GULFPORT, Mississippi -- The Navy has relieved a Seabee battalion's most senior enlisted man in Gulfport and confirmed he is under investigation for alleged wrongdoing.
Master Chief Keith Lefebvre has been relieved of duties as command master chief of the Naval Mobile Construction Battalion 133, according to Navy Times.
The Navy Criminal Investigative Service is investigating Lefebvre on allegations of personal misconduct, Cmdr. Cate Cook of the Navy Expeditionary Combat Command told The Times.
Lefebvre, a native of Florida, has 24 years of service, according to background information obtained by the Sun Herald. He attained the rank of command master chief on Sept. 16, 2014.
Cmdr. Luke Greene, the unit's commanding officer, relieved Lefebvre of his duties Jan. 26, according to a press release.
"The investigation is still ongoing but preliminary results are sufficient to support Cmdr. Greene's relief of Master Chief Lefebvre," the release said.
No details have been provided on the allegations.
Master Chief Joseph George will be the temporary command master chief.
NMCB 133 is one of the Navy Expeditionary Combat Command's 11 construction battalions and one of four headquartered in Gulfport. The battalions work on construction projects in support of military operations and participate in defensive operations.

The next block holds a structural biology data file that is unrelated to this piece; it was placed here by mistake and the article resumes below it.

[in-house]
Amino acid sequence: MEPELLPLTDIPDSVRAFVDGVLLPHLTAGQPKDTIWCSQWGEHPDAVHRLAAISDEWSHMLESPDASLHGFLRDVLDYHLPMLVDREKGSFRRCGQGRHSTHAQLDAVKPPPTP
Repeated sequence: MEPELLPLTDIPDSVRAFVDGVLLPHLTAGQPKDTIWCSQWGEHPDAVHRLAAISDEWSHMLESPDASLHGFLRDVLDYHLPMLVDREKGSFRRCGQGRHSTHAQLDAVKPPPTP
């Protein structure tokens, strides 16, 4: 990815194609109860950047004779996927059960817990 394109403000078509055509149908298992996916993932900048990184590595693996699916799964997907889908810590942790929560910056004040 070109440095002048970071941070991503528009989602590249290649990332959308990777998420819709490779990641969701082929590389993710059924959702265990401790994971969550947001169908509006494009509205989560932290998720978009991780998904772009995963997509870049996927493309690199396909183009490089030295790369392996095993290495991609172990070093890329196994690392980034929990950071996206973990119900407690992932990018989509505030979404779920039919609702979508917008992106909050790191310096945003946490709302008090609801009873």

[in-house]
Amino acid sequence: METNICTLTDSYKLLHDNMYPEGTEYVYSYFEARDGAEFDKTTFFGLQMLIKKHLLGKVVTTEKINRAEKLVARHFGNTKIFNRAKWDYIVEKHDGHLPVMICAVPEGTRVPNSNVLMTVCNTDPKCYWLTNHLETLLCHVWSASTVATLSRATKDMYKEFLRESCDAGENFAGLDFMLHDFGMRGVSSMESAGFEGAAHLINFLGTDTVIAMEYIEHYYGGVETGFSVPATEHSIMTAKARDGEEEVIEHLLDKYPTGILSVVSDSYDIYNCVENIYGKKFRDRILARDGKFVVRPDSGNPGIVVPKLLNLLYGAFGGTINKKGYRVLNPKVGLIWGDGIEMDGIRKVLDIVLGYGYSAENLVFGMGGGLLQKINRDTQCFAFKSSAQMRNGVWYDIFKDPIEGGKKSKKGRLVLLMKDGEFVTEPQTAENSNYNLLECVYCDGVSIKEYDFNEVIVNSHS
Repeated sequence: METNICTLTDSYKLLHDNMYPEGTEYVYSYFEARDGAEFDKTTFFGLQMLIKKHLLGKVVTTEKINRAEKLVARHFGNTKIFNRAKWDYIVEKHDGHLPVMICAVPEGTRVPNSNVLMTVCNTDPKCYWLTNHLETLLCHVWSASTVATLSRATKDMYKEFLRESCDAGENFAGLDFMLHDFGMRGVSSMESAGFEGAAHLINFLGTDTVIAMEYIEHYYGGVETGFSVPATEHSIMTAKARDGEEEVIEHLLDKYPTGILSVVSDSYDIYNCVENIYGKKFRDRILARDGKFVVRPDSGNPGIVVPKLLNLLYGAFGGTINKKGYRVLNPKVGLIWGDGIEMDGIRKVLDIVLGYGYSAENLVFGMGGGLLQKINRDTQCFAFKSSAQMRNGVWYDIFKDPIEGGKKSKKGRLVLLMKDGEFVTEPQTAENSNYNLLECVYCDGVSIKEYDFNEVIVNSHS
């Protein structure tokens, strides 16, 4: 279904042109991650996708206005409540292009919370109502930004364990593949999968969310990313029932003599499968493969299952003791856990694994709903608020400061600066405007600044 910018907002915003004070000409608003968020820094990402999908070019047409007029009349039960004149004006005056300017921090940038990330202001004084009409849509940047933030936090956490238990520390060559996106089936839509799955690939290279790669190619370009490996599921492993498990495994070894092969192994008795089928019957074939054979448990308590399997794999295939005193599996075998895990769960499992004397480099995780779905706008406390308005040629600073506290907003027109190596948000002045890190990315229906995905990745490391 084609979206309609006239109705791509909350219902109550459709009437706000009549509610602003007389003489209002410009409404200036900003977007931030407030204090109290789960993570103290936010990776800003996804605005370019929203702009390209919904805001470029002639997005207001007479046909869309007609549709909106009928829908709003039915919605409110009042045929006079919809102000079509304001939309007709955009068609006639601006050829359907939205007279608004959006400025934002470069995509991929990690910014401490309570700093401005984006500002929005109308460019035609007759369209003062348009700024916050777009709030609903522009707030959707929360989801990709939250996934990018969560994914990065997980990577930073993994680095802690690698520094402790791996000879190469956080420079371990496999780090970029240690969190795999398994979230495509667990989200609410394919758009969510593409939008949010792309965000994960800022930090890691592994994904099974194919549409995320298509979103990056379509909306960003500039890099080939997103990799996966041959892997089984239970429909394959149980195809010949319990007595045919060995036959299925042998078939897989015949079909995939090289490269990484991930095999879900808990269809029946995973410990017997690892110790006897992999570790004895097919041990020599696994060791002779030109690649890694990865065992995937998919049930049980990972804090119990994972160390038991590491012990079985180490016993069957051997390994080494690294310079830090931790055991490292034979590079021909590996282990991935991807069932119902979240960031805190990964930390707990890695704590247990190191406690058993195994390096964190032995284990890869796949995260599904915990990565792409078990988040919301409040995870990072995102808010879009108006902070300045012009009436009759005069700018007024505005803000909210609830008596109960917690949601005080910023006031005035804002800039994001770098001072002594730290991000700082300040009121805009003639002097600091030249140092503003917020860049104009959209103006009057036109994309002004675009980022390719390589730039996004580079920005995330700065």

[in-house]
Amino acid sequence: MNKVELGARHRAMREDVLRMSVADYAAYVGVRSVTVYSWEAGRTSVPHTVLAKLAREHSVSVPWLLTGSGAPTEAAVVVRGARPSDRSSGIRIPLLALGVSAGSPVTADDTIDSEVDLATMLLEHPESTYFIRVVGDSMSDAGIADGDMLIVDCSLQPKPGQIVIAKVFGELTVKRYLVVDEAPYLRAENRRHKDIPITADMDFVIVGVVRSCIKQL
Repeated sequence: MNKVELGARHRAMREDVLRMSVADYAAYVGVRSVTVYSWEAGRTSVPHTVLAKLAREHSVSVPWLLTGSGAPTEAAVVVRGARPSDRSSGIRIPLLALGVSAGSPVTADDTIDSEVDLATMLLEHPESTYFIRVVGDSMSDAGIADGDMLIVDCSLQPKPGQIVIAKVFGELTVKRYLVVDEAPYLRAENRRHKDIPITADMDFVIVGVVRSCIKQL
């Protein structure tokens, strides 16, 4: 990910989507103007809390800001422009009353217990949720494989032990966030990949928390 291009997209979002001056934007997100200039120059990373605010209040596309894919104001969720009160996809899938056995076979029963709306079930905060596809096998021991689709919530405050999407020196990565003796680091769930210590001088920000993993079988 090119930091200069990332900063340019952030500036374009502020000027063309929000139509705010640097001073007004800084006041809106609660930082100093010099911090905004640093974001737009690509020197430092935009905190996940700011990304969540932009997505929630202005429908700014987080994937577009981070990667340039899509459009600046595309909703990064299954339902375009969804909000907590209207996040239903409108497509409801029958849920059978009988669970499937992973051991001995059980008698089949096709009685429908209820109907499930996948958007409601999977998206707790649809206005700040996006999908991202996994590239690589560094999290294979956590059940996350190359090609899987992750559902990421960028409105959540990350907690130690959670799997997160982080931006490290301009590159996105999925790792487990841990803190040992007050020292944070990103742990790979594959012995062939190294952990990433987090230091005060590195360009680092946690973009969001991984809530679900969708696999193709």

Lefebvre was a student at the Seabee Base in Gulfport three times between 1994 and 2005.
Lefebvre lost his home on the Mississippi Coast after Hurricane Katrina in 2005, Military.com reported. Seabees homeported in Gulfport made critical repairs to lift stations in the days after Hurricane Katrina and spent the following weeks cleaning and repairing government buildings and schools and handing out water and food.
By January 2006, the then-1st Class Petty Officer, was a utilitiesman stationed in Iraq and headed up Al Taqaddum's base maintenance section, Military.com said.
Lefebvre has been awarded numerous awards and decorations, his biography shows. He received the Navy/Marine Corps Commendation Medal four times. That award honors sustained acts of heroism or meritorious service.
This article was written by Robin Fitzgerald from The Sun Herald and was legally licensed via the Tribune Content Agency through the NewsCred publisher network. Please direct all licensing questions to email@example.com.